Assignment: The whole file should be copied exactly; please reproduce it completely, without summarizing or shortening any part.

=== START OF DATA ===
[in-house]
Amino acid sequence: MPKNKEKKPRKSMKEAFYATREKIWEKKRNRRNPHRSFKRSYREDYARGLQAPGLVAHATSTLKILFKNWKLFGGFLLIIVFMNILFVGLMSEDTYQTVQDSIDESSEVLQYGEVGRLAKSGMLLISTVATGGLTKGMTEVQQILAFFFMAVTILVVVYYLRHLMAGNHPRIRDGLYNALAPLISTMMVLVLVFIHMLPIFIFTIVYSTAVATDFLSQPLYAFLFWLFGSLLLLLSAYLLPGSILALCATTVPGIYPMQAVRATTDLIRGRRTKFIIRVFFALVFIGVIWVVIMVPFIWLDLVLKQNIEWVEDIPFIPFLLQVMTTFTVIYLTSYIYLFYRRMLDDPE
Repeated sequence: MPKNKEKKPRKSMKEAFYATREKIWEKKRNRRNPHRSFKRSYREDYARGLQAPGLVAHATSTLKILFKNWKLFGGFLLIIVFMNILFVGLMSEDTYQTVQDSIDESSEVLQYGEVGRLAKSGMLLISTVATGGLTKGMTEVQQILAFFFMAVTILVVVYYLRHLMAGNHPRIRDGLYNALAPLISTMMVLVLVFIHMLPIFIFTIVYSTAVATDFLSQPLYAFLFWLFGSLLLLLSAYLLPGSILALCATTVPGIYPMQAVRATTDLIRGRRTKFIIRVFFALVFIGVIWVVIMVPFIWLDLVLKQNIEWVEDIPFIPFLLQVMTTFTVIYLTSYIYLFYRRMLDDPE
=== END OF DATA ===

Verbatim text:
[in-house]
Amino acid sequence: MPKNKEKKPRKSMKEAFYATREKIWEKKRNRRNPHRSFKRSYREDYARGLQAPGLVAHATSTLKILFKNWKLFGGFLLIIVFMNILFVGLMSEDTYQTVQDSIDESSEVLQYGEVGRLAKSGMLLISTVATGGLTKGMTEVQQILAFFFMAVTILVVVYYLRHLMAGNHPRIRDGLYNALAPLISTMMVLVLVFIHMLPIFIFTIVYSTAVATDFLSQPLYAFLFWLFGSLLLLLSAYLLPGSILALCATTVPGIYPMQAVRATTDLIRGRRTKFIIRVFFALVFIGVIWVVIMVPFIWLDLVLKQNIEWVEDIPFIPFLLQVMTTFTVIYLTSYIYLFYRRMLDDPE
Repeated sequence: MPKNKEKKPRKSMKEAFYATREKIWEKKRNRRNPHRSFKRSYREDYARGLQAPGLVAHATSTLKILFKNWKLFGGFLLIIVFMNILFVGLMSEDTYQTVQDSIDESSEVLQYGEVGRLAKSGMLLISTVATGGLTKGMTEVQQILAFFFMAVTILVVVYYLRHLMAGNHPRIRDGLYNALAPLISTMMVLVLVFIHMLPIFIFTIVYSTAVATDFLSQPLYAFLFWLFGSLLLLLSAYLLPGSILALCATTVPGIYPMQAVRATTDLIRGRRTKFIIRVFFALVFIGVIWVVIMVPFIWLDLVLKQNIEWVEDIPFIPFLLQVMTTFTVIYLTSYIYLFYRRMLDDPE